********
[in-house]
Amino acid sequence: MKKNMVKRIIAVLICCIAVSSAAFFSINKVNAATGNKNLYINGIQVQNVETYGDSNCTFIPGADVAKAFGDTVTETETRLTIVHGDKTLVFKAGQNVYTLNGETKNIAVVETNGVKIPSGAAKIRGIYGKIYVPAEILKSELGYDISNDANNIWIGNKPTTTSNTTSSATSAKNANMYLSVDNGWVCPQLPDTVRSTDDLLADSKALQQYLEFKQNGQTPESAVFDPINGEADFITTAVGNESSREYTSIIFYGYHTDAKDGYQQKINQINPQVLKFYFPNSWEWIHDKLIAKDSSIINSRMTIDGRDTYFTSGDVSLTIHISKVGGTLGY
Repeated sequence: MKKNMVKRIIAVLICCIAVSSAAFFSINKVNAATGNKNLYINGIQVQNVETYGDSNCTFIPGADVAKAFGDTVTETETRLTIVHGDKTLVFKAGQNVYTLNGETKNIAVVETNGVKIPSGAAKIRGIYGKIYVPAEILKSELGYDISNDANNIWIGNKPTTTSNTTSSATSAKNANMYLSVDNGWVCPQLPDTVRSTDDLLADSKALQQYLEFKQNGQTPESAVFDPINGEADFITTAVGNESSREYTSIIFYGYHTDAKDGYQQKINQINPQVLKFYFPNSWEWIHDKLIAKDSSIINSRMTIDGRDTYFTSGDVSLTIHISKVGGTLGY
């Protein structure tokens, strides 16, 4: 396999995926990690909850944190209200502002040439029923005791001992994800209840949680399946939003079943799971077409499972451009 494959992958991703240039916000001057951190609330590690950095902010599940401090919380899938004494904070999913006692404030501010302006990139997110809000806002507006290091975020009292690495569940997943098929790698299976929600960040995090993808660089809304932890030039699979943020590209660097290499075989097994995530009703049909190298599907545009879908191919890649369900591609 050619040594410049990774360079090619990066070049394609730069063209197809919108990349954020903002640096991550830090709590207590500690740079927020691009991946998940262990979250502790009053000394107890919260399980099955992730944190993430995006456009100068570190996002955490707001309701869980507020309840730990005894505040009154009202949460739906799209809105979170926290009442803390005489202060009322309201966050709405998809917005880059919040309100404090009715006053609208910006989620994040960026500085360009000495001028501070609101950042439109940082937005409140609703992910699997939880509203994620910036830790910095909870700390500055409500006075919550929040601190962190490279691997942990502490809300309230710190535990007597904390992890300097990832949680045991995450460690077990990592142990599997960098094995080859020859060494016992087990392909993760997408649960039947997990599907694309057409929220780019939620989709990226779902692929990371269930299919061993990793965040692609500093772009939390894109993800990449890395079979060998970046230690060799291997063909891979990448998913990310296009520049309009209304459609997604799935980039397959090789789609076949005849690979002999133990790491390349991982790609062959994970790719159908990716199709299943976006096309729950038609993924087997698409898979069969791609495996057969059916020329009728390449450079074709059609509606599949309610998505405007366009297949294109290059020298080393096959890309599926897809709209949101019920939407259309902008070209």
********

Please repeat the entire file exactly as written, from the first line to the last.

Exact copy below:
[in-house]
Amino acid sequence: MKKNMVKRIIAVLICCIAVSSAAFFSINKVNAATGNKNLYINGIQVQNVETYGDSNCTFIPGADVAKAFGDTVTETETRLTIVHGDKTLVFKAGQNVYTLNGETKNIAVVETNGVKIPSGAAKIRGIYGKIYVPAEILKSELGYDISNDANNIWIGNKPTTTSNTTSSATSAKNANMYLSVDNGWVCPQLPDTVRSTDDLLADSKALQQYLEFKQNGQTPESAVFDPINGEADFITTAVGNESSREYTSIIFYGYHTDAKDGYQQKINQINPQVLKFYFPNSWEWIHDKLIAKDSSIINSRMTIDGRDTYFTSGDVSLTIHISKVGGTLGY
Repeated sequence: MKKNMVKRIIAVLICCIAVSSAAFFSINKVNAATGNKNLYINGIQVQNVETYGDSNCTFIPGADVAKAFGDTVTETETRLTIVHGDKTLVFKAGQNVYTLNGETKNIAVVETNGVKIPSGAAKIRGIYGKIYVPAEILKSELGYDISNDANNIWIGNKPTTTSNTTSSATSAKNANMYLSVDNGWVCPQLPDTVRSTDDLLADSKALQQYLEFKQNGQTPESAVFDPINGEADFITTAVGNESSREYTSIIFYGYHTDAKDGYQQKINQINPQVLKFYFPNSWEWIHDKLIAKDSSIINSRMTIDGRDTYFTSGDVSLTIHISKVGGTLGY
């Protein structure tokens, strides 16, 4: 396999995926990690909850944190209200502002040439029923005791001992994800209840949680399946939003079943799971077409499972451009 494959992958991703240039916000001057951190609330590690950095902010599940401090919380899938004494904070999913006692404030501010302006990139997110809000806002507006290091975020009292690495569940997943098929790698299976929600960040995090993808660089809304932890030039699979943020590209660097290499075989097994995530009703049909190298599907545009879908191919890649369900591609 050619040594410049990774360079090619990066070049394609730069063209197809919108990349954020903002640096991550830090709590207590500690740079927020691009991946998940262990979250502790009053000394107890919260399980099955992730944190993430995006456009100068570190996002955490707001309701869980507020309840730990005894505040009154009202949460739906799209809105979170926290009442803390005489202060009322309201966050709405998809917005880059919040309100404090009715006053609208910006989620994040960026500085360009000495001028501070609101950042439109940082937005409140609703992910699997939880509203994620910036830790910095909870700390500055409500006075919550929040601190962190490279691997942990502490809300309230710190535990007597904390992890300097990832949680045991995450460690077990990592142990599997960098094995080859020859060494016992087990392909993760997408649960039947997990599907694309057409929220780019939620989709990226779902692929990371269930299919061993990793965040692609500093772009939390894109993800990449890395079979060998970046230690060799291997063909891979990448998913990310296009520049309009209304459609997604799935980039397959090789789609076949005849690979002999133990790491390349991982790609062959994970790719159908990716199709299943976006096309729950038609993924087997698409898979069969791609495996057969059916020329009728390449450079074709059609509606599949309610998505405007366009297949294109290059020298080393096959890309599926897809709209949101019920939407259309902008070209």